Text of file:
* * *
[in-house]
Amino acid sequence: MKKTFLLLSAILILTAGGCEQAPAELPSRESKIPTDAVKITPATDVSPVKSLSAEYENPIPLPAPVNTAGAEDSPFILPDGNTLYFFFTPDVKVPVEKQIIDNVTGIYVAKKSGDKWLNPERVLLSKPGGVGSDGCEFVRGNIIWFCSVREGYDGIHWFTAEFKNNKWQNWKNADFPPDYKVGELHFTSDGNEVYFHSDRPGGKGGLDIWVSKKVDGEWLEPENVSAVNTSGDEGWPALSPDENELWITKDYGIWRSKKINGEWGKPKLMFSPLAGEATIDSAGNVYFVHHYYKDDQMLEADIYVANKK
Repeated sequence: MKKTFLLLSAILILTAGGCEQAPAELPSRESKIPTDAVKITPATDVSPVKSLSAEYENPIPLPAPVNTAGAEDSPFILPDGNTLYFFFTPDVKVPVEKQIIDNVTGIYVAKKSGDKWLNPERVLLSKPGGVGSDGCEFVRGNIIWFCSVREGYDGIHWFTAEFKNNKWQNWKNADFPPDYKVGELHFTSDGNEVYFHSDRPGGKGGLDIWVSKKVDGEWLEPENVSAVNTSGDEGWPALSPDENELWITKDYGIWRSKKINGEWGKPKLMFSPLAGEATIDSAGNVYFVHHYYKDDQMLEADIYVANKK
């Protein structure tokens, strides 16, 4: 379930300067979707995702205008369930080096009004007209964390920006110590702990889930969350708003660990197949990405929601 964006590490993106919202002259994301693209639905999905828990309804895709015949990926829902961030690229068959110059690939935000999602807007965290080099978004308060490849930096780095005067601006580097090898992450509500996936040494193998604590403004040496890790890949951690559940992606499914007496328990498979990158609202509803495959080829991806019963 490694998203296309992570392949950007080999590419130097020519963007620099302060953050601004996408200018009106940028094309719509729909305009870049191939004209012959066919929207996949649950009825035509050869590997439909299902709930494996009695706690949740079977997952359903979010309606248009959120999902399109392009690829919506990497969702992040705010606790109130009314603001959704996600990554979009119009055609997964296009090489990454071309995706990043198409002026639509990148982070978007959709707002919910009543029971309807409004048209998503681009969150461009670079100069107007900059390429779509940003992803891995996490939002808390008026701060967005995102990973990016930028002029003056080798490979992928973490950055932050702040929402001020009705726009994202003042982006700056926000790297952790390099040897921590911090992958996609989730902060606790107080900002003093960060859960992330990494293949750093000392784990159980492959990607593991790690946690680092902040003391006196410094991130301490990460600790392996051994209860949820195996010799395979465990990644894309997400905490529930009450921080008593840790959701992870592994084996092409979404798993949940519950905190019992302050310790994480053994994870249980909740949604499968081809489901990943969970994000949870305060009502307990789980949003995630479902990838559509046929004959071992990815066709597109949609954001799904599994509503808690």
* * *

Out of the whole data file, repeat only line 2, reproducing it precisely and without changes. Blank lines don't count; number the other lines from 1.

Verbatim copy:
Amino acid sequence: MKKTFLLLSAILILTAGGCEQAPAELPSRESKIPTDAVKITPATDVSPVKSLSAEYENPIPLPAPVNTAGAEDSPFILPDGNTLYFFFTPDVKVPVEKQIIDNVTGIYVAKKSGDKWLNPERVLLSKPGGVGSDGCEFVRGNIIWFCSVREGYDGIHWFTAEFKNNKWQNWKNADFPPDYKVGELHFTSDGNEVYFHSDRPGGKGGLDIWVSKKVDGEWLEPENVSAVNTSGDEGWPALSPDENELWITKDYGIWRSKKINGEWGKPKLMFSPLAGEATIDSAGNVYFVHHYYKDDQMLEADIYVANKK